Prop 8 Defender Flees Televised Discussion

On Wednesday, October 6, I participated in a public panel discussion of the Perry vs. Schwarzenegger case and the constitutionality of denying same-sex couples the freedom to marry. Hosted by the renowned public policy organization The Aspen Institute, the program was to include Chuck Cooper (counsel for the Proponents of Prop. 8 in the Perry case), Matt McGill (one of the senior lawyers for the plaintiffs in the case), and Prof. Helen Alvare of George Mason Law School (who has worked in the past for the National Conference of Catholic Bishops and has assisted the Holy See). The dialogue was to be recorded and made available online.

The day before the program was to be held, CSPAN indicated it was interested in televising the discussion. Hearing this, Chuck Cooper refused to participate and withdrew, based on opposition to having his discussions of the case appear in any way that could be seen by judges who might rule upon the case. At this point, Prof. Alvare also objected to a recording of the dialogue even being placed online (although that had been part of the terms of the original invitation) because, she said, prior public debates she had participated in had led to her receiving threatening phone calls and her husband urged her not to do something that might lead to that recurring. As a result, CSPAN was disinvited and the discussion was not put online.

While these events may not seem momentous, they are emblematic of a frightening strategy increasingly used by the opponents to equal rights for gay people. The Perry trial could not be televised, they argued, because expert witnesses, whose job is explaining their views to the public, might be intimidated by the public attention. Now, apparently, even discussions of the case are to be shielded from the general public. The narrative they have used to justify this is that they supposedly are the victims, not those whose rights they seek to deny. Gay people are the bullies, they assert, not those who discriminate against and harass us. They are afraid, they say, although we are the ones repeatedly murdered or driven to suicide.The truth is that their arguments are built upon nothing more than fear and stereotypes and they do not want to have their sound-bites subjected to evidentiary or sustained analytic scrutiny by the public.

This strategy of secrecy was also employed in the Doe vs. Reed case, which was heard by the United States Supreme Court earlier this year. In that case, the group that sought to place an initiative on the Washington ballot to repeal the state's domestic partnership law claimed that those who signed petitions to place that measure on the ballot had to have their identity kept secret, lest they be targeted for harassment. Although the United States Supreme Court ruled that petition signers in general have no right to privacy, the antigay group is continuing with the lawsuit, claiming that theirs is a special case. Similarly, the National Organization for Marriage, which has raised millions of dollars to support ballot measures to prevent same-sex couples from marrying or entering civil unions, has filed lawsuits in several states to keep the identity of its donors secret.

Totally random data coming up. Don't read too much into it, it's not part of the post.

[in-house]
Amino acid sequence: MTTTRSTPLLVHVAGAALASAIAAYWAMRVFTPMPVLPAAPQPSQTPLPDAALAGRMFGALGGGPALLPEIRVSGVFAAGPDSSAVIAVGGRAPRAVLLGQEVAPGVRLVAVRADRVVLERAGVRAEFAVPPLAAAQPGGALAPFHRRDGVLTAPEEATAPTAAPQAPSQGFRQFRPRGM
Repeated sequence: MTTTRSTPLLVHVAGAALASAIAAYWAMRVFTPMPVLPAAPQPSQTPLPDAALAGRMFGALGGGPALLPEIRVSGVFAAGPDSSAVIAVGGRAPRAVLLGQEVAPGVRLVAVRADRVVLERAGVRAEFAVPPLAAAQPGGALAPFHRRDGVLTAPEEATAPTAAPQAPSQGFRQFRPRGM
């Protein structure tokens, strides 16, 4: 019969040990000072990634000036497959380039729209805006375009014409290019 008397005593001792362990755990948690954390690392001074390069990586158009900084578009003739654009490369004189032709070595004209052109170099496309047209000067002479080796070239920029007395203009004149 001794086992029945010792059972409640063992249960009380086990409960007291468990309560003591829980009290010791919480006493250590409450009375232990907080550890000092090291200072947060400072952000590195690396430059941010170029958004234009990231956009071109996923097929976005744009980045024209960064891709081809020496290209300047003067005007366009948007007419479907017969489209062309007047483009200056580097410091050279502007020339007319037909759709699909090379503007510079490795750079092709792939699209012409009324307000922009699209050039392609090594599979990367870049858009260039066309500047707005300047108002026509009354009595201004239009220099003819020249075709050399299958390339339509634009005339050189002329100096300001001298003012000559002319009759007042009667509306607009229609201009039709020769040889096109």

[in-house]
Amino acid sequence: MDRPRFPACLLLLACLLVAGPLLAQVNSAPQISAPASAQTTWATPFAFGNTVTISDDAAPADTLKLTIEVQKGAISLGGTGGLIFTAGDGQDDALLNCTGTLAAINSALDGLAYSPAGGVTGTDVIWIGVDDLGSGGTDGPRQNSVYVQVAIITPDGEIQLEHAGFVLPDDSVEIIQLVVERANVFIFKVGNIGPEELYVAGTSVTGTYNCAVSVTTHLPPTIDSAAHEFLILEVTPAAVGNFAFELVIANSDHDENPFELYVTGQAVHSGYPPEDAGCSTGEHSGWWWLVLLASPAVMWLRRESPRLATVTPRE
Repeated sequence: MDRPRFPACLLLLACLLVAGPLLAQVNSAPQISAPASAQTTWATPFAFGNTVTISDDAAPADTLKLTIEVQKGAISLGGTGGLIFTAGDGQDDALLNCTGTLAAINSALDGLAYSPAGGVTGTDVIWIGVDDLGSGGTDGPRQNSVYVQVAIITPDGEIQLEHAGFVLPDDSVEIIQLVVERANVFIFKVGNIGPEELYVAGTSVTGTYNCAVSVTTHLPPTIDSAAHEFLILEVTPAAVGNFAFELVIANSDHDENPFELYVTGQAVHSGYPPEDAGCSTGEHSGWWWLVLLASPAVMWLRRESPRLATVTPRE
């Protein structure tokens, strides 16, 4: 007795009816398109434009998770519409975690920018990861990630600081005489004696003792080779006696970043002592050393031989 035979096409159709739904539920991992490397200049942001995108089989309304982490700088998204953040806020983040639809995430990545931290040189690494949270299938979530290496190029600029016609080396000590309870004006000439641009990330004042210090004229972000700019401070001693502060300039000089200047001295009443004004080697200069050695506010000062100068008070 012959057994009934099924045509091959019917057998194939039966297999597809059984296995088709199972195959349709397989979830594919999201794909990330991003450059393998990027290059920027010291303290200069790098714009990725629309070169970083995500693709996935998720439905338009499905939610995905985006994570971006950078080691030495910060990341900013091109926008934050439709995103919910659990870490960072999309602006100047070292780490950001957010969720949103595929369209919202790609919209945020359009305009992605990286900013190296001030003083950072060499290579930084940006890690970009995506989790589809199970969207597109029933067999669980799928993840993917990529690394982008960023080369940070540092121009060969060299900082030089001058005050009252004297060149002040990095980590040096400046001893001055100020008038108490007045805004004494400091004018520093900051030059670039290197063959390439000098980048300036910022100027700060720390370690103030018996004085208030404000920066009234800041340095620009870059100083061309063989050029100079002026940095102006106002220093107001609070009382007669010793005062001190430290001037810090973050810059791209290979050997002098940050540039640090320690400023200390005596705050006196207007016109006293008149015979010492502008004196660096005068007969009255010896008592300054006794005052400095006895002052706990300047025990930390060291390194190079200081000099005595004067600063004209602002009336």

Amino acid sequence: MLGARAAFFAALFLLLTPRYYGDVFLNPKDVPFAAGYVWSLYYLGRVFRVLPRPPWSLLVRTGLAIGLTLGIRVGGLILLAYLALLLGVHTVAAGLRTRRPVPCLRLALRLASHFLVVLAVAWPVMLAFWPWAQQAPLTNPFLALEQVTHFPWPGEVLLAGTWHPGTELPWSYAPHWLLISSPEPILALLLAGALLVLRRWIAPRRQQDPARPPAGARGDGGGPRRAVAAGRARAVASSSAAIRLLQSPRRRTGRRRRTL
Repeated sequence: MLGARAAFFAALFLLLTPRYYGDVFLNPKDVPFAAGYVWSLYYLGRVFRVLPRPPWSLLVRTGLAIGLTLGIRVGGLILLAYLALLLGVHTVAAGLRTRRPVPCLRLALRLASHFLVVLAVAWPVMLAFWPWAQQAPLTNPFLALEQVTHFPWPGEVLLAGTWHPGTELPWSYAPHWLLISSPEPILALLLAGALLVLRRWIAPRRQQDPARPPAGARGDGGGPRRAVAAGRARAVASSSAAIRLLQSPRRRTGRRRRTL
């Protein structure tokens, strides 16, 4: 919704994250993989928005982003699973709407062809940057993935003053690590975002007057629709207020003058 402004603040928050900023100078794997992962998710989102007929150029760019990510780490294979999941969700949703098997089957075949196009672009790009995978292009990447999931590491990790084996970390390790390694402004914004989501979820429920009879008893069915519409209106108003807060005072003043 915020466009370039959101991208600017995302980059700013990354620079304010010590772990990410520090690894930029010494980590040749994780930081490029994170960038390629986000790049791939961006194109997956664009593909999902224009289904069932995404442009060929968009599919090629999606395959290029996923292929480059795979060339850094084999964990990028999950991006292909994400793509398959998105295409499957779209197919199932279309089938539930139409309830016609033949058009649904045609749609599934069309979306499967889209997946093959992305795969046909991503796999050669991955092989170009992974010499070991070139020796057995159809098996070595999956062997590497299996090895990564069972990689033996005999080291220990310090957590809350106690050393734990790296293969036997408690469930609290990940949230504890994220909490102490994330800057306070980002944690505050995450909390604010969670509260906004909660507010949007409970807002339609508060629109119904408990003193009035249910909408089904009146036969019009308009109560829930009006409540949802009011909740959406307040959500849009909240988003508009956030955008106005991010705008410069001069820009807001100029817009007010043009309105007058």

Our nation has much to fear from these tactics. Allowing those who would deprive others of their rights to act in secrecy allows them to act free of any accountability. While the histories and tolls of racism and homophobia are not the same, banning efforts to oppress others without accountability is the reason why there are laws that prohibit members of the KKK from engaging in their activities in hoods. Such concealment is not part of our American tradition. As even conservative stalwart Justice Scalia said in his opinion in the Doe vs. Reed case:

"There are laws against threats and intimidation; and harsh criticism, short of unlawful action, is a price our people have traditionally been willing to pay for self-governance. Requiring people to stand up in public for their political acts fosters civic courage, without which democracy is doomed. For my part, I do not look forward to a society which ... campaigns anonymously... and even exercises the direct democracy of initiative and referendum hidden from public scrutiny and protected from the accountability of criticism. This does not resemble the Home of the Brave."

In the 1970's, there was a song called The Revolution Will Not Be Televised, but with 24-hour news and the internet, much has changed in the coverage of public debate. If we allow political efforts to take away civil rights to proceed under the cover of secrecy, and give in to those who object to even having public discourse about those efforts be televised, this country will be in even more serious trouble.